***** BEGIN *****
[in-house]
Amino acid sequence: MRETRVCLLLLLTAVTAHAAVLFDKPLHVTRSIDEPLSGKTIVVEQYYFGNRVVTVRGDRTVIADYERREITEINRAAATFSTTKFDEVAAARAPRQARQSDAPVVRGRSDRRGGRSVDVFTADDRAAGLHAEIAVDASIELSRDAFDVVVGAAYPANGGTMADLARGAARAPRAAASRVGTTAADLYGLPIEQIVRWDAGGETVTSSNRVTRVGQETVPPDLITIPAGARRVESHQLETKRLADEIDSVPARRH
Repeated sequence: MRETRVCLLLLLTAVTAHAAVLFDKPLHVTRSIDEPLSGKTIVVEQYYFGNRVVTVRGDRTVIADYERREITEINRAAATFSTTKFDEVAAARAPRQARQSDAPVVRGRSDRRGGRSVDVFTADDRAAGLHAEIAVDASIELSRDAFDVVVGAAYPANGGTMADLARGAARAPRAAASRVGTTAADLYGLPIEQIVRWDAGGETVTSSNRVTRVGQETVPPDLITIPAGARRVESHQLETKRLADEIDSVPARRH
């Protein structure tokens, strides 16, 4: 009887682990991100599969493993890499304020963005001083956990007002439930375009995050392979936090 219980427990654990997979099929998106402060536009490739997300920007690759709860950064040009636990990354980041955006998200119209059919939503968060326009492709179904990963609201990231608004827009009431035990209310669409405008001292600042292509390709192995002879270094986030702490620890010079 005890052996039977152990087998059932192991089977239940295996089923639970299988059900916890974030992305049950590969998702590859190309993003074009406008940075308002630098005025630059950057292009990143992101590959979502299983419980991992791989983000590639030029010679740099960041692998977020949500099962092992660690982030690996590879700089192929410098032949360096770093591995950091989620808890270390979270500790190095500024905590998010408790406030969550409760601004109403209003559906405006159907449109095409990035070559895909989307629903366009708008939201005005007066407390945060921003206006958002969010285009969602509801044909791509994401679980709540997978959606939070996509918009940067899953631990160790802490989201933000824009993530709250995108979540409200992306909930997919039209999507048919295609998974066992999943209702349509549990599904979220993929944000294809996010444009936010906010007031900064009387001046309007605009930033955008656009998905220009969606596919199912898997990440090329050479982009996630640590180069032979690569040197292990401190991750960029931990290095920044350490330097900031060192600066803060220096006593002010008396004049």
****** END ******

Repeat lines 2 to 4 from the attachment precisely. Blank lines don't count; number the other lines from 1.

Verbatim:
Amino acid sequence: MRETRVCLLLLLTAVTAHAAVLFDKPLHVTRSIDEPLSGKTIVVEQYYFGNRVVTVRGDRTVIADYERREITEINRAAATFSTTKFDEVAAARAPRQARQSDAPVVRGRSDRRGGRSVDVFTADDRAAGLHAEIAVDASIELSRDAFDVVVGAAYPANGGTMADLARGAARAPRAAASRVGTTAADLYGLPIEQIVRWDAGGETVTSSNRVTRVGQETVPPDLITIPAGARRVESHQLETKRLADEIDSVPARRH
Repeated sequence: MRETRVCLLLLLTAVTAHAAVLFDKPLHVTRSIDEPLSGKTIVVEQYYFGNRVVTVRGDRTVIADYERREITEINRAAATFSTTKFDEVAAARAPRQARQSDAPVVRGRSDRRGGRSVDVFTADDRAAGLHAEIAVDASIELSRDAFDVVVGAAYPANGGTMADLARGAARAPRAAASRVGTTAADLYGLPIEQIVRWDAGGETVTSSNRVTRVGQETVPPDLITIPAGARRVESHQLETKRLADEIDSVPARRH
């Protein structure tokens, strides 16, 4: 009887682990991100599969493993890499304020963005001083956990007002439930375009995050392979936090 219980427990654990997979099929998106402060536009490739997300920007690759709860950064040009636990990354980041955006998200119209059919939503968060326009492709179904990963609201990231608004827009009431035990209310669409405008001292600042292509390709192995002879270094986030702490620890010079 005890052996039977152990087998059932192991089977239940295996089923639970299988059900916890974030992305049950590969998702590859190309993003074009406008940075308002630098005025630059950057292009990143992101590959979502299983419980991992791989983000590639030029010679740099960041692998977020949500099962092992660690982030690996590879700089192929410098032949360096770093591995950091989620808890270390979270500790190095500024905590998010408790406030969550409760601004109403209003559906405006159907449109095409990035070559895909989307629903366009708008939201005005007066407390945060921003206006958002969010285009969602509801044909791509994401679980709540997978959606939070996509918009940067899953631990160790802490989201933000824009993530709250995108979540409200992306909930997919039209999507048919295609998974066992999943209702349509549990599904979220993929944000294809996010444009936010906010007031900064009387001046309007605009930033955008656009998905220009969606596919199912898997990440090329050479982009996630640590180069032979690569040197292990401190991750960029931990290095920044350490330097900031060192600066803060220096006593002010008396004049």